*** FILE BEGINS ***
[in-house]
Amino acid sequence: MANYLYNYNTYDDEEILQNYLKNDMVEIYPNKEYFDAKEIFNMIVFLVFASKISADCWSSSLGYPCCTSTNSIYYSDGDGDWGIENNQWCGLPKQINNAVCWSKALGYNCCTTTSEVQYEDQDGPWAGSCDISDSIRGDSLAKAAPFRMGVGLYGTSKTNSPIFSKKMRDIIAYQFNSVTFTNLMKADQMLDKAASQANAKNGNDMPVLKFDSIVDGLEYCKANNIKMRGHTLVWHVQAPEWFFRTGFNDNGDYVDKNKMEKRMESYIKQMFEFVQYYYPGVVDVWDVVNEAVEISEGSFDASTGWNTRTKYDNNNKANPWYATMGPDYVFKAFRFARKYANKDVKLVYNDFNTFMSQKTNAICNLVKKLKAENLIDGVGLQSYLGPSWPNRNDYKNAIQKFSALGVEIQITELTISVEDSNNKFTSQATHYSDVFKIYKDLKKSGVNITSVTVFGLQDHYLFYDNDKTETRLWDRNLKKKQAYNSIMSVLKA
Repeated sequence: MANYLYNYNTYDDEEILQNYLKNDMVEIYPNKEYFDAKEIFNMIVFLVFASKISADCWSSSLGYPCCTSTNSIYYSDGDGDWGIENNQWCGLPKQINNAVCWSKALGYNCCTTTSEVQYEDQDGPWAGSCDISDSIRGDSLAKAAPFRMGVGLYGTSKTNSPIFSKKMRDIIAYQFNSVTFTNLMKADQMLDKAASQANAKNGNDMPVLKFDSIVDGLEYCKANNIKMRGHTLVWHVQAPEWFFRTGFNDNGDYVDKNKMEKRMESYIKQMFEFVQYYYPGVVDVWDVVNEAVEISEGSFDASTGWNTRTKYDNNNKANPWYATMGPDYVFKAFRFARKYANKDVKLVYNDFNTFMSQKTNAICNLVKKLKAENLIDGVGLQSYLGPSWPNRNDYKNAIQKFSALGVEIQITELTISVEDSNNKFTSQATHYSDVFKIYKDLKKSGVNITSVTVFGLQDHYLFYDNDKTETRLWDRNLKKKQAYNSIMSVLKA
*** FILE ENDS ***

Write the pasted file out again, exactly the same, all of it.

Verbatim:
[in-house]
Amino acid sequence: MANYLYNYNTYDDEEILQNYLKNDMVEIYPNKEYFDAKEIFNMIVFLVFASKISADCWSSSLGYPCCTSTNSIYYSDGDGDWGIENNQWCGLPKQINNAVCWSKALGYNCCTTTSEVQYEDQDGPWAGSCDISDSIRGDSLAKAAPFRMGVGLYGTSKTNSPIFSKKMRDIIAYQFNSVTFTNLMKADQMLDKAASQANAKNGNDMPVLKFDSIVDGLEYCKANNIKMRGHTLVWHVQAPEWFFRTGFNDNGDYVDKNKMEKRMESYIKQMFEFVQYYYPGVVDVWDVVNEAVEISEGSFDASTGWNTRTKYDNNNKANPWYATMGPDYVFKAFRFARKYANKDVKLVYNDFNTFMSQKTNAICNLVKKLKAENLIDGVGLQSYLGPSWPNRNDYKNAIQKFSALGVEIQITELTISVEDSNNKFTSQATHYSDVFKIYKDLKKSGVNITSVTVFGLQDHYLFYDNDKTETRLWDRNLKKKQAYNSIMSVLKA
Repeated sequence: MANYLYNYNTYDDEEILQNYLKNDMVEIYPNKEYFDAKEIFNMIVFLVFASKISADCWSSSLGYPCCTSTNSIYYSDGDGDWGIENNQWCGLPKQINNAVCWSKALGYNCCTTTSEVQYEDQDGPWAGSCDISDSIRGDSLAKAAPFRMGVGLYGTSKTNSPIFSKKMRDIIAYQFNSVTFTNLMKADQMLDKAASQANAKNGNDMPVLKFDSIVDGLEYCKANNIKMRGHTLVWHVQAPEWFFRTGFNDNGDYVDKNKMEKRMESYIKQMFEFVQYYYPGVVDVWDVVNEAVEISEGSFDASTGWNTRTKYDNNNKANPWYATMGPDYVFKAFRFARKYANKDVKLVYNDFNTFMSQKTNAICNLVKKLKAENLIDGVGLQSYLGPSWPNRNDYKNAIQKFSALGVEIQITELTISVEDSNNKFTSQATHYSDVFKIYKDLKKSGVNITSVTVFGLQDHYLFYDNDKTETRLWDRNLKKKQAYNSIMSVLKA